More than 100 people gathered in Chapin Park Monday night for a candlelight vigil in memory of Trayvon Martin, the 17-year-old boy who was fatally shot in Sanford, Fla. by neighborhood watch leader George Zimmerman last year.
The vigil follows Saturday’s verdict where a jury found Zimmerman not guilty of second-degree murder and manslaughter in the teen’s death. Demonstrations have been held in several communities around the nation in response to the verdict.
Monday’s vigil here focused on raising community awareness about gun violence and urging people to be proactive in finding solutions, said Jonathan Blye of DJ ROC Entertainment, who organized the event with Kaneeka Johnson, his fiance.
“We’re not trying to retry Zimmerman,” Blye said. “I have a family member who was killed from gun violence, and this is to bring notice to that and to violence as a whole. It’s to bring awareness that we have our own tragedies, and what are we going to do about it?”
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The two organized the event after hearing the Zimmerman verdict, but they had no idea what the response to the local event would be, Johnson said. They asked participants to bring a candle and wear hooded sweatshirts, which could be seen among the crowd, despite the humid weather.
The event began with a prayer before a number of people took turns to tell their stories and urging people to come together. Many of them emphasized the issue is not about white or black, but it is about reaching out to young people and making a difference in their lives.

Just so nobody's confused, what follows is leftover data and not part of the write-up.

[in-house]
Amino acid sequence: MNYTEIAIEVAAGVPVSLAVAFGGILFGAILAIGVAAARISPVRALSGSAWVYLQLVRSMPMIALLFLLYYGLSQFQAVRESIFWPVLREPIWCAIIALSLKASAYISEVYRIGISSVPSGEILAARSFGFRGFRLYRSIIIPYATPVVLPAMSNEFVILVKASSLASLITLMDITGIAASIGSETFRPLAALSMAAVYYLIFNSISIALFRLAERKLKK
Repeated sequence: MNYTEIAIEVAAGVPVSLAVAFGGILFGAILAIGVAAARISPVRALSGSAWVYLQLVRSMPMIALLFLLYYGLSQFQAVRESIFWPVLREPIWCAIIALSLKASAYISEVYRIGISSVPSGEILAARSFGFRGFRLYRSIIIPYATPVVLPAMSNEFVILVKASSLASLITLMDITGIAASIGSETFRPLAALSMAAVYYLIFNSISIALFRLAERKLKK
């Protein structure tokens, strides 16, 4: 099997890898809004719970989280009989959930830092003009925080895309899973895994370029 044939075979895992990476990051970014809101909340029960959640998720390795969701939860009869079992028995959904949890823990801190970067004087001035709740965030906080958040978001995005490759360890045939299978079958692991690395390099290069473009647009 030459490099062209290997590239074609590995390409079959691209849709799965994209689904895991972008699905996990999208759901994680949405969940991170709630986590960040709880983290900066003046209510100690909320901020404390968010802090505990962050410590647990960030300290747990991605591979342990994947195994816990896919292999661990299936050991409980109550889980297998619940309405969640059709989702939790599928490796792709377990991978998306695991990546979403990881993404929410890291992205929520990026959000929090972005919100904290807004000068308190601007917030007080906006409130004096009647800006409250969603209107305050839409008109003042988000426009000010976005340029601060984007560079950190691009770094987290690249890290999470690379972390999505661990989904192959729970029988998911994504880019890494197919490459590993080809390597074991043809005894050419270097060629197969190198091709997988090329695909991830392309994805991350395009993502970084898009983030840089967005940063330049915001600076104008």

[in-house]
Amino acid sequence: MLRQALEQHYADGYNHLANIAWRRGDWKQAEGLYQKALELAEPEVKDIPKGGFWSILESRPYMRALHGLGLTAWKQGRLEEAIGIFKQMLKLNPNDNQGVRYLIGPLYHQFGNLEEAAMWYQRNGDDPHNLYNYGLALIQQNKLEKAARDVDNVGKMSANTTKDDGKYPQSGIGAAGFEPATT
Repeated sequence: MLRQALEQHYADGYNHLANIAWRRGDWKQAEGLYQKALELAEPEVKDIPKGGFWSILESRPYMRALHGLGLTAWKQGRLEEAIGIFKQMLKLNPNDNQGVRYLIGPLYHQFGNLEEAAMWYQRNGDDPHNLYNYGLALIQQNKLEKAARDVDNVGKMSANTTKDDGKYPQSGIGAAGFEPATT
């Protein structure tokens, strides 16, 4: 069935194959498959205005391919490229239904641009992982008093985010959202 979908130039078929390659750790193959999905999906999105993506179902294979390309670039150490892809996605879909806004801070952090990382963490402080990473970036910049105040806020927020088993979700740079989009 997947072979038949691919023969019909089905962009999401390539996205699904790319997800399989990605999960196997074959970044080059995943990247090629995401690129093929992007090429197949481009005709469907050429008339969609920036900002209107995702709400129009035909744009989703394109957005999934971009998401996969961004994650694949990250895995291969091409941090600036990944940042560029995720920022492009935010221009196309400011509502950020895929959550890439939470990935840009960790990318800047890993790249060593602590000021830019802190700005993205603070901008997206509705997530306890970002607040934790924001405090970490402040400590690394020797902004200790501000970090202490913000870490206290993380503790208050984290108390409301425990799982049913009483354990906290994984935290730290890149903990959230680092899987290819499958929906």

Darryl Pyatt’s 21-year-old son, Joshua, was shot and killed in a carjacking three weeks ago. He urged people to speak up when they see a young person doing something wrong, and urged parents to not get mad, but to thank the person for the chance to stop an unfortunate event.
“It shouldn’t take this to bring people together,” Pyatt said. “We need to go back to the old days when the community raised the child.”
Elizabeth Bowens, founder of S.C. Mothers Against Violence, lost her son, Tony Hemingway, to violence in 2005.
She attended the vigil with others from the group who also lost children and said events like the Martin case always reopens their wounds.
“We had to come to this because we are against violence,” Bowens said. “Any time violence occurs, we have to speak out, and this vigil brings the word out. Everybody can come to the table and talk their differences out.”
While many who attended the vigil said they have felt the direct affects of violence in their lives, others were there to follow their conscience and show support.
“I think I’m one of the silent majority who needs to take a stand and make a presence,” said Suzanne Werner of Myrtle Beach.